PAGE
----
Clozapine and seizures

Duane Denney, Janice R. Stevens

Research output: Contribution to journalArticlepeer-review

37 Scopus citations


Epileptiform EEG changes, myoclonus, and seizures are reported in some patients treated with clozapine. Although these are undesirable side effects, the excitation of specific neuronal networks by clozapine and other neuroleptics may be important for the therapeutic effect of this class of agents. In these experiments, intraperitoneal clozapine 2-16 mg/kg produced dose-related myoclonic jerks in partially restrained rats. Paroxysmal slow waves and spike activity were recorded from implanted electrodes in amygdala, hippocampus, and cortex following higher doses of clozapine, but the EEG abnormalities were not correlated with the myoclonic jerks. Single doses of chlorpromazine (8 and 16 mg/kg) rarely produced myoclonic jerks but provoked generalized tonic seizures in two animals preceded by multiple myoclonic jerks in one. Myoclonus and seizures reflect increased excitability of the central nervous system. It is possible that clozapine and other neuroleptics exert a therapeutic effect by increasing excitability in critical subcortical areas of the brain.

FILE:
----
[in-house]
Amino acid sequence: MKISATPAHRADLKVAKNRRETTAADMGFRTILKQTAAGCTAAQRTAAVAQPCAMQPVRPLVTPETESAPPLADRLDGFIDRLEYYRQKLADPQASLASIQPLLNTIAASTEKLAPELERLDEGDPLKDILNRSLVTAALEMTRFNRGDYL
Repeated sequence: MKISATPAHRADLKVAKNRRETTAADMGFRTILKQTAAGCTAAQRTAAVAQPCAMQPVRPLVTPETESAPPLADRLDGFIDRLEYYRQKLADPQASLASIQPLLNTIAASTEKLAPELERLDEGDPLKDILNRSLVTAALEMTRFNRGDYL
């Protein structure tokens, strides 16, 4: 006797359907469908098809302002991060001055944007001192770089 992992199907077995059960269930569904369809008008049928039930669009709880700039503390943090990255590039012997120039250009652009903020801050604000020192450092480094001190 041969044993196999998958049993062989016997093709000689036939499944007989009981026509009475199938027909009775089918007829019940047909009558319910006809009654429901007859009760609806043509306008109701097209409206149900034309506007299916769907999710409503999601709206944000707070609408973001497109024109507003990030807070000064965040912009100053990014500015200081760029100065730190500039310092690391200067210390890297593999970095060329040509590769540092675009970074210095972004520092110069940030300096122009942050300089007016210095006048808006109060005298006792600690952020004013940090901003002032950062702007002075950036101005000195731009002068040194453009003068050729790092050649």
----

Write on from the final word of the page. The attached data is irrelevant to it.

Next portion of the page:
Original languageEnglish (US)
Pages (from-to)427-433
Number of pages7
JournalBiological Psychiatry
Issue number7
StatePublished - Apr 1 1995
Externally publishedYes


  • EEG
  • Rats
  • clozapine
  • implanted electrodes
  • myoclonus
  • seizures

ASJC Scopus subject areas

  • Biological Psychiatry


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